Jon Lester says productive contract talks continue, he would have a hard time turning down a Max Scherzer-like contract

March 26, 2014 - 12:59 pm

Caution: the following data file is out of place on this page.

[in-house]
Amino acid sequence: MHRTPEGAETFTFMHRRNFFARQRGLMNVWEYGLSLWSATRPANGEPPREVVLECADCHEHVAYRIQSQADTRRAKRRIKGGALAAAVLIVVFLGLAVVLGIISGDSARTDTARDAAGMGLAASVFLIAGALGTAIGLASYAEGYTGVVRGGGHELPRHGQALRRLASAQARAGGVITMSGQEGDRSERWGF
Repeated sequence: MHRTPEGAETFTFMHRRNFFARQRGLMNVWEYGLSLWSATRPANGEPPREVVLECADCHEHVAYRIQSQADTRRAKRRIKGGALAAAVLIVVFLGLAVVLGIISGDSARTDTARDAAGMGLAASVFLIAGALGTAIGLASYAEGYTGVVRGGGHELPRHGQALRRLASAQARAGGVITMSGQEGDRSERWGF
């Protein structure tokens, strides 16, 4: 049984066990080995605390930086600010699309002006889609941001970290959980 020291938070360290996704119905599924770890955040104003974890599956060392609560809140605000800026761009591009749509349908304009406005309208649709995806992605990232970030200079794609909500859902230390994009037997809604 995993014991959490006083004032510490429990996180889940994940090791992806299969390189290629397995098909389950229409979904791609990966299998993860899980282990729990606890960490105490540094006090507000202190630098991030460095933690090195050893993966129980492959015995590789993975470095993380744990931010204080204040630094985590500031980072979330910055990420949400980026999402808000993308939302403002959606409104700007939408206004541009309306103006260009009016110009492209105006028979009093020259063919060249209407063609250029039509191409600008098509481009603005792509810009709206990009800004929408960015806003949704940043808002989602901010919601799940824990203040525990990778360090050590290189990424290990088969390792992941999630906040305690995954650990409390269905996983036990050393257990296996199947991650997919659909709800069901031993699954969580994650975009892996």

FORT MYERS, Fla. -- Jon Lester's final tuneup for Opening Day proved a drastic contrast to what awaits him in five days. The left-hander tossed six innings against High-A players, allowing a run on three hits and two walks while punching out seven on 94 pitches amidst the quiet of the back fields at JetBlue Park. That outing will serve as the prelude to his fourth consecutive Opening Day assignment next Monday against the Orioles, a responsibility that serves as a reminder of his unquestioned role as the leader of the Red Sox pitching staff. But the countdown to the regular season comes with another time of anticipation. Red Sox GM Ben Cherington said that the team hopes to resolve contract negotiations with the left-hander on a potential extension of his current deal (the $13 million option on the five-year, $30 million contract he signed in 2009) prior to the start of the season. Lester said that he had "no update" regarding the state of negotiations, though he said that both sides are continuing their talks. "Both sides are optimistic about it. The biggest thing, really anytime you're talking about this, the biggest thing is communication," said Lester. "As long as both ends are open and we're communicating, I think there's always that chance of something getting done. But as far as anything else, as far as anything else, I can't really comment on it. That's up to [the front office and Lester's agents] to talk about as far as details, but I know that communication is still open and nobody's blown up on each other, so I think that's a good sign. "The dialogue has gone well," he added. "The biggest thing is they're still talking. We know how some of these things go, where guys blow up on each other and things get ended pretty quickly." One example of that occurred recently, in fact, when the Tigers publicly cut off talks with reigning AL Cy Young Award winner Max Scherzer. Reports suggest that Scherzer walked away from a six-year, $144 million deal. Lester suggested that, while he didn't know the factors that led Scherzer to turn down the offer and didn't want to comment on his decision specifically, in his own circumstance -- with his agents, his team, etc. -- Lester would have found it difficult to turn down such an offer. "That stuff is hard to comment on because you don'€™t know. I'€™m not him. I don'€™t ever want to talk bad upon anybody. That'€™s his decision," said Lester. "If he comes in and he takes six years for $40 million, that'€™s his decision. I'€™m not going to badmouth anybody. They have their own beliefs, their own mindset, their own representation and so I mean personally, if that'€™s me, that'€™s hard to walk away from. That'€™s hard to walk away from. But he'€™s betting on himself. Maybe he really deep down wants to be a free agent. We don'€™t get to do it very often. Maybe that'€™s his ultimate thing, he wants to do it, I don'€™t know. I don'€™t know him. I'€™ve never spoken to the guy so I can't really comment on that. But as far as personally, that would be hard. "I'€™m saying in that situation, I think everyone is different. Everybody has different goals, different mindsets. Different representation. They'€™re telling him one thing and like I said I can'€™t comment on it because I don'€™t have it sitting in front of me. If it was sitting in front of me we could talk. It would be tough. Let'€™s put it that way. It would be tough." Lester also reiterated his claim that he would be open to continuing talks into the start of the season if the sides are close. "I think if we're close, I think both sides have agreed, we're not just going to end something just to end something because it's Opening Day," said Lester. "If we're close, I think we'll carry it over. I don't think that's a distraction. I feel like if things are nowhere near being done, then yeah, [the Opening Day deadline] is a good thing for both sides. You can come out and say what needs to be said about it and put it on the back burner, worry about playing baseball then."